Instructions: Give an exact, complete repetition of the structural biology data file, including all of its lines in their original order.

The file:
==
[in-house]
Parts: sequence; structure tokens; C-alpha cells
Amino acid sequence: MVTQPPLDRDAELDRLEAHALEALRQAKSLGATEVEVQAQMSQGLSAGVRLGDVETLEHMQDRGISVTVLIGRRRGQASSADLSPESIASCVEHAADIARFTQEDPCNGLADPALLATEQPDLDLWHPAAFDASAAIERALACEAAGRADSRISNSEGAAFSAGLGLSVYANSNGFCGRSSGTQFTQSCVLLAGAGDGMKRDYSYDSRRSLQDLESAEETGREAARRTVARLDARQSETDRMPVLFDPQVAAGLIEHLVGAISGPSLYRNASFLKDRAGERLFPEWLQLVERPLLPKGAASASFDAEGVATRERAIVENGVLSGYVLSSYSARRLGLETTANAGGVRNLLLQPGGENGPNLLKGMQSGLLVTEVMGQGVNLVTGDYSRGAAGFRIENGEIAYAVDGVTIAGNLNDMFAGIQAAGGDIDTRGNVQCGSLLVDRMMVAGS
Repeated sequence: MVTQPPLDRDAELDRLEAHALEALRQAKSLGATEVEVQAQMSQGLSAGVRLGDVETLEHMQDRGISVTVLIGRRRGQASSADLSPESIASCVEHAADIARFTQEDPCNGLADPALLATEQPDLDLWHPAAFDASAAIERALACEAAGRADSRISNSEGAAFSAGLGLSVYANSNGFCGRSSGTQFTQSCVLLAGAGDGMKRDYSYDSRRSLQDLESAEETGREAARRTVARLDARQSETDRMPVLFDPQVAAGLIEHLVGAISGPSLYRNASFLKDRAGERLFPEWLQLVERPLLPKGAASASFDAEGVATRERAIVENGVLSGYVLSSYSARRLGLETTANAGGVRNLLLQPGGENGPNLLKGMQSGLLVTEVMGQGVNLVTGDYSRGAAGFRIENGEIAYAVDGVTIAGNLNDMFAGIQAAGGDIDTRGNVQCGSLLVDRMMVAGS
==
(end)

[in-house]
Parts: sequence; structure tokens; C-alpha cells
Amino acid sequence: MVTQPPLDRDAELDRLEAHALEALRQAKSLGATEVEVQAQMSQGLSAGVRLGDVETLEHMQDRGISVTVLIGRRRGQASSADLSPESIASCVEHAADIARFTQEDPCNGLADPALLATEQPDLDLWHPAAFDASAAIERALACEAAGRADSRISNSEGAAFSAGLGLSVYANSNGFCGRSSGTQFTQSCVLLAGAGDGMKRDYSYDSRRSLQDLESAEETGREAARRTVARLDARQSETDRMPVLFDPQVAAGLIEHLVGAISGPSLYRNASFLKDRAGERLFPEWLQLVERPLLPKGAASASFDAEGVATRERAIVENGVLSGYVLSSYSARRLGLETTANAGGVRNLLLQPGGENGPNLLKGMQSGLLVTEVMGQGVNLVTGDYSRGAAGFRIENGEIAYAVDGVTIAGNLNDMFAGIQAAGGDIDTRGNVQCGSLLVDRMMVAGS
Repeated sequence: MVTQPPLDRDAELDRLEAHALEALRQAKSLGATEVEVQAQMSQGLSAGVRLGDVETLEHMQDRGISVTVLIGRRRGQASSADLSPESIASCVEHAADIARFTQEDPCNGLADPALLATEQPDLDLWHPAAFDASAAIERALACEAAGRADSRISNSEGAAFSAGLGLSVYANSNGFCGRSSGTQFTQSCVLLAGAGDGMKRDYSYDSRRSLQDLESAEETGREAARRTVARLDARQSETDRMPVLFDPQVAAGLIEHLVGAISGPSLYRNASFLKDRAGERLFPEWLQLVERPLLPKGAASASFDAEGVATRERAIVENGVLSGYVLSSYSARRLGLETTANAGGVRNLLLQPGGENGPNLLKGMQSGLLVTEVMGQGVNLVTGDYSRGAAGFRIENGEIAYAVDGVTIAGNLNDMFAGIQAAGGDIDTRGNVQCGSLLVDRMMVAGS